Got divorced three years ago and agreed kids could relocate to Florida with Mother and spend summers and vacations with me in Massachusetts. She is now relocating to Arizona which drives up my travel time and ability to see the kids (I travel to Florida several time a year to visit). It also drives up the cost of travel which she is supposed to absorb based on our SE but she is refusing. I want to modify the custodial arrangement and have the kids visit me more often and file a contempt on travel costs. Where do I file????
As a Massachusetts divorce judgment, you can file the contempt here - which has several obvious advantages to you. A court always keeps the power to enforce its own orders.
But to modify the children's custodial arrangement, it will depend on the laws of Florida and Arizona. Normally, jursidiction remains in the place where the children live for six months after they move - so if they relocated to Florida 3 years ago, Florida has jurisdiction and the clock starts ticking as soon as they no longer reside in Florida. You should speak to a Florida and an Arizona lawyer about the jurisdictional issues and decide which one will be more favorable to you in terms of seeking a modification.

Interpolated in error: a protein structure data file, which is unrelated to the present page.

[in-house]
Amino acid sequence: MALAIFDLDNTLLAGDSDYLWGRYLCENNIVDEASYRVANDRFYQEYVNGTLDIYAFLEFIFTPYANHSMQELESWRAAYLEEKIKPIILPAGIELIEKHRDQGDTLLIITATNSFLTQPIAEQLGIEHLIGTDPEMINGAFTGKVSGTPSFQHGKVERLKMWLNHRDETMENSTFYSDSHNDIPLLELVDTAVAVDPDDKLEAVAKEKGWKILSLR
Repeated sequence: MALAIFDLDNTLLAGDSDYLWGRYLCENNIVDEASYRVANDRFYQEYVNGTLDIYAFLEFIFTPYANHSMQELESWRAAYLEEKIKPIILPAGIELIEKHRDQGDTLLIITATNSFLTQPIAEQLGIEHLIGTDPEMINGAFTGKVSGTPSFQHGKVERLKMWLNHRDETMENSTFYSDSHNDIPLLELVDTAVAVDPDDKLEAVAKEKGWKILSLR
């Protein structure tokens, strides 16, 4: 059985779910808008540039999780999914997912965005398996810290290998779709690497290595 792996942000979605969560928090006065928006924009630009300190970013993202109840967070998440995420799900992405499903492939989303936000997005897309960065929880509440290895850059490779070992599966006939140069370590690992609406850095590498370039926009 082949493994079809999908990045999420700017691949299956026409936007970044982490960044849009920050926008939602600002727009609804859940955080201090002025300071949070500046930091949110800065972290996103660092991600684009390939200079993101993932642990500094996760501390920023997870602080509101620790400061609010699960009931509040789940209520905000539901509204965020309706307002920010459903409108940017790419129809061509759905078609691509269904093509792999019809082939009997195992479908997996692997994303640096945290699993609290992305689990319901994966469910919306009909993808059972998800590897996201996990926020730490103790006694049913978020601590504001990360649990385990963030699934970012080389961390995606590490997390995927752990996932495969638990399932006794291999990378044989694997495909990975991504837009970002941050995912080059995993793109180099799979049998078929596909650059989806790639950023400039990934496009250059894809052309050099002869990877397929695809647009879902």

You should also consider filing for a change in support. Extraordinary costs for travel are typically a basis for deviating from the Child Support Guidelines, which have been updated since you divorced, and as long as you are residing in Massachusetts jurisdiction over support remains here (unless the parties agree otherwise). So you should talk to a Massachusetts lawyer about how support could change and whether you would benefit from the change to the Guidelines.
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Most likely, you would file a Modification and a Contempt in Massachusetts. However, with any complicated jurisdictional and procedural issue, I always recommend actually speaking with an attorney to discuss the details of your specific case. Every case is fact specific and there is certain, important information lacking in your question.
Reach out to any attorney and get this resolved as quickly as possible. I wish you the very best of luck.
Very truly yours,
Anthony Rao, Esq.
The above response is NOT legal advice, and is NOT intended to be legal advice. No Attorney-Client relationship is created through the above answer, and any communication between us is not protected by attorney-client privilege.
The answer to this question will be in your Separation Agreement. Either you called out that Massachusetts would retain jurisdiction or you didn't. Consult with an attorney. If your case is in Florida, you will need to file before she leaves again.
Consultation with an attorney is the only way to be sure that all relevant information will be factored and the right legal options and solutions will be provided. This answer is provided very limited and for informational purposes only. It should not be relied on, and does not create a client-attorney relationship.
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